In one embodiment, virtual machine B snapshot 122 acts as a copy-on-write (COW) file for virtual disk B 110, allowing the virtual machine B 112 b to continue non-backup-related operations while a backup operation is in progress. All write operations performed by virtual machine B 112 b are routed to virtual machine B snapshot 122. Read operations by virtual machine B 112 b are preferentially routed to virtual machine B snapshot 122 as requests for valid data applicable to the read request. If valid data applicable to a given read request is not present in virtual machine B snapshot 122, then the read request is routed to older snapshots (not shown) and finally, if necessary, to virtual disk B 110. Valid data applicable to a read request is signaled by the presence in virtual machine B snapshot 122 of an indication that applicable data has been initialized by a write operation to virtual machine B snapshot 122. In the example embodiment shown in FIG. 1, no previous snapshots of the virtual machine have been created and the backup process operates on virtual disk B 110. Alternatively, one or more previous snapshots may exist and, in one embodiment, executing a backup operation includes reading both virtual disk B 110 and a chain of previous snapshot files (not shown).

After a stable virtual machine has been established, creation of optimized backup image 130 is undertaken. An optimized backup image 130 is a backup image in which unallocated sectors of a virtual disk are detected and excluded to the extent possible. Sectors and the allocation of sectors are discussed below with respect to FIG. 2. In one embodiment, a virtual disk with multiple snapshots (not shown) is optimized after collapsing the base virtual disk and snapshots into a single virtual disk image. Restoration of this collapsed virtual disk image will not restore previous snapshots. In a second embodiment, multiple snapshots and the base virtual disk image can be optimized and backed up separately, thus backing up multiple images. Restoration of such a set of backup images restores the base virtual disk image and all snapshot images.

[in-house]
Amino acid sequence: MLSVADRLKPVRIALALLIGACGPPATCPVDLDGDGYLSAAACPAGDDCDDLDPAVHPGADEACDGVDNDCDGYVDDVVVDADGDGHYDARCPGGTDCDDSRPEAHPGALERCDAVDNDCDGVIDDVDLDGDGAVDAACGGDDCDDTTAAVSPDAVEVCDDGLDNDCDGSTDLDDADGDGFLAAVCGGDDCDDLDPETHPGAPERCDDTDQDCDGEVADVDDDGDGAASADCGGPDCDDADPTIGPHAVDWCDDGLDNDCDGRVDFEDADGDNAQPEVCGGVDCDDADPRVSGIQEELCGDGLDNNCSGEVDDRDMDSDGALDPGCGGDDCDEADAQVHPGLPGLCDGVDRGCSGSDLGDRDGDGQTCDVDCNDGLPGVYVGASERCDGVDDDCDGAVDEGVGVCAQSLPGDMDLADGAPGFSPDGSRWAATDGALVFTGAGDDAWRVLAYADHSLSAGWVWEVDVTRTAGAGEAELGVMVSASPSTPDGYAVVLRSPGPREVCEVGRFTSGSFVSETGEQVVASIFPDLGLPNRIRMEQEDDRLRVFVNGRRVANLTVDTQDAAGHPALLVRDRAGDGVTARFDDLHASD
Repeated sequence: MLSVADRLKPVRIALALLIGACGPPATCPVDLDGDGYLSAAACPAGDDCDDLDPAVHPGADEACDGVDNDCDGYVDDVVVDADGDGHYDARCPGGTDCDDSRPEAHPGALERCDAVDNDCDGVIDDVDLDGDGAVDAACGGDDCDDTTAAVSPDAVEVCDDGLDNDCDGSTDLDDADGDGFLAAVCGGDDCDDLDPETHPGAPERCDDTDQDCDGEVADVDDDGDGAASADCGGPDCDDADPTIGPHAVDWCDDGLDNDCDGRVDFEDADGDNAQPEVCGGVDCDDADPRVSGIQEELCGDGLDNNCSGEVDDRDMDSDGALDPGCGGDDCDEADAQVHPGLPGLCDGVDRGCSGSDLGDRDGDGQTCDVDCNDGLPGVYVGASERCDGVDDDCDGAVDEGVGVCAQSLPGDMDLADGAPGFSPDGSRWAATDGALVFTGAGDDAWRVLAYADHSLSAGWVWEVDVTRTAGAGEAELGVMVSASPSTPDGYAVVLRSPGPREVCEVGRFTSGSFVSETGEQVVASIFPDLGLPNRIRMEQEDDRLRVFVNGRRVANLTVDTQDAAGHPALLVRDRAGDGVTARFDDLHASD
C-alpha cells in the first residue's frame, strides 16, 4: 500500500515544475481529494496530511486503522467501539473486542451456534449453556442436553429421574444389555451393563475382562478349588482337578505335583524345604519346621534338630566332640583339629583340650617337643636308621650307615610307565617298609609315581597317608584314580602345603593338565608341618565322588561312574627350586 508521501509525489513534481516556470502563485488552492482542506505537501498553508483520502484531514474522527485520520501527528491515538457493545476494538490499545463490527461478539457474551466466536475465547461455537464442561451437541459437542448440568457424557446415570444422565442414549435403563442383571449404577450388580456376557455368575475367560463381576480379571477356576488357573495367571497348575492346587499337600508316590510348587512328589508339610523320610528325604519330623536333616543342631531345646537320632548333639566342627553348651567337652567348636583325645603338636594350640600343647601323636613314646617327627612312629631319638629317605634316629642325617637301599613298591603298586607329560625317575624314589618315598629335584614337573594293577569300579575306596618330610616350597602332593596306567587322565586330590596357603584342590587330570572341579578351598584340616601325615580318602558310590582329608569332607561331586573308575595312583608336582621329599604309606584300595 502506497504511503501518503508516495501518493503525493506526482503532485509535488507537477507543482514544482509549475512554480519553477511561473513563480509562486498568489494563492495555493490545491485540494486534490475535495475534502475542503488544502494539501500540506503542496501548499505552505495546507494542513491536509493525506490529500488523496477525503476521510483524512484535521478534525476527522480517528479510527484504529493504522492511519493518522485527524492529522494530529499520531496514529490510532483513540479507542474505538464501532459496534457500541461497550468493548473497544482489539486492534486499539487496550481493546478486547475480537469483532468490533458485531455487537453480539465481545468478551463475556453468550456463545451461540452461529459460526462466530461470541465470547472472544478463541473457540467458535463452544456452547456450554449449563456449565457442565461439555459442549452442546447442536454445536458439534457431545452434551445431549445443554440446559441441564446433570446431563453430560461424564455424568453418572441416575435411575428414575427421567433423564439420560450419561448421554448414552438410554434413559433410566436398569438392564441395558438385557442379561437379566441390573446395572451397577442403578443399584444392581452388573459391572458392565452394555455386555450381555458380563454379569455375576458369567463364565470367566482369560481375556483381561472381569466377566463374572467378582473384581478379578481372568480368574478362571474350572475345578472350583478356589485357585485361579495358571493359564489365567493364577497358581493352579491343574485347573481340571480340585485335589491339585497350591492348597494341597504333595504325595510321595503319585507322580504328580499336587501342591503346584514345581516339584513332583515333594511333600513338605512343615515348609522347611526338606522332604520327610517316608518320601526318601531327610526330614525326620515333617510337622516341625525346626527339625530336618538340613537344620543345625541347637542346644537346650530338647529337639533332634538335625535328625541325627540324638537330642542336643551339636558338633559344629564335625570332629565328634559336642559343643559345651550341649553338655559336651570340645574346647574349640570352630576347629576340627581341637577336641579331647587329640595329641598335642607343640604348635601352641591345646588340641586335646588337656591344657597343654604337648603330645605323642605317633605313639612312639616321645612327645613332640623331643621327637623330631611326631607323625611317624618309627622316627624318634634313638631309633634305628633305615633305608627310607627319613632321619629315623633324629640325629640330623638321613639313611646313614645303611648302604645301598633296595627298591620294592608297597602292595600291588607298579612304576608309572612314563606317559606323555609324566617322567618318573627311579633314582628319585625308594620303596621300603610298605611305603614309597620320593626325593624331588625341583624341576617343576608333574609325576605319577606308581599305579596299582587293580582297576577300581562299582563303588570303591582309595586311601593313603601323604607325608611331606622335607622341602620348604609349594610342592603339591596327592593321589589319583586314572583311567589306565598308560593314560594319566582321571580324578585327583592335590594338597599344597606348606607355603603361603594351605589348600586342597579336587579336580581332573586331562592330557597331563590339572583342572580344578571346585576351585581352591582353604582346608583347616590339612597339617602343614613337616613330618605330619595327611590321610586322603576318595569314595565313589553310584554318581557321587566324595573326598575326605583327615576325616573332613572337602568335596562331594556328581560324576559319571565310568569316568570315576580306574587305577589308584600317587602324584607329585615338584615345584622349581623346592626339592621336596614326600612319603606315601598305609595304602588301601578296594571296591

Virtual disks, such as virtual disk B 110, can be provisioned as “thin disks” in which sectors are allocated as the virtual machine writes to them or provisioned as “thick disks,” in which all the sectors of the virtual disk are pre-allocated. Virtual disks, such as virtual disk B 110, are subdivided by an associated virtual machine into virtual volumes (e.g., virtual volumes A-N 118 a-118 n). The format and composition of virtual volumes A-N 118 a-118 n, are typically tied to the operating system running within virtual machine B 112 b. For example, if virtual machine B 112 b runs Windows 2003, virtual disk B 110 can be configured using a partition table 116. Examples of partition tables include a Master Boot Record (MBR), an Extended Boot Record (EBR), a Globally Unique ID (GUID) Partition Table (GPT), or Logical Disk Manager (LDM) partitioning. Such partitions can be used to create one or more virtual volumes, which can be formatted, using the New Technology File System (NTFS) or File Allocation Table (FAT) file system, for example. While the simplified example discussed with respect to FIG. 1 includes only virtual volumes that are presented on a single virtual disk, embodiments of the present invention, which are discussed below with respect to FIG. 2 c, support the case of virtual volumes that span more than one virtual disk, such as those associated with a logical disk manager or configured as a RAID configuration spanning multiple virtual disks.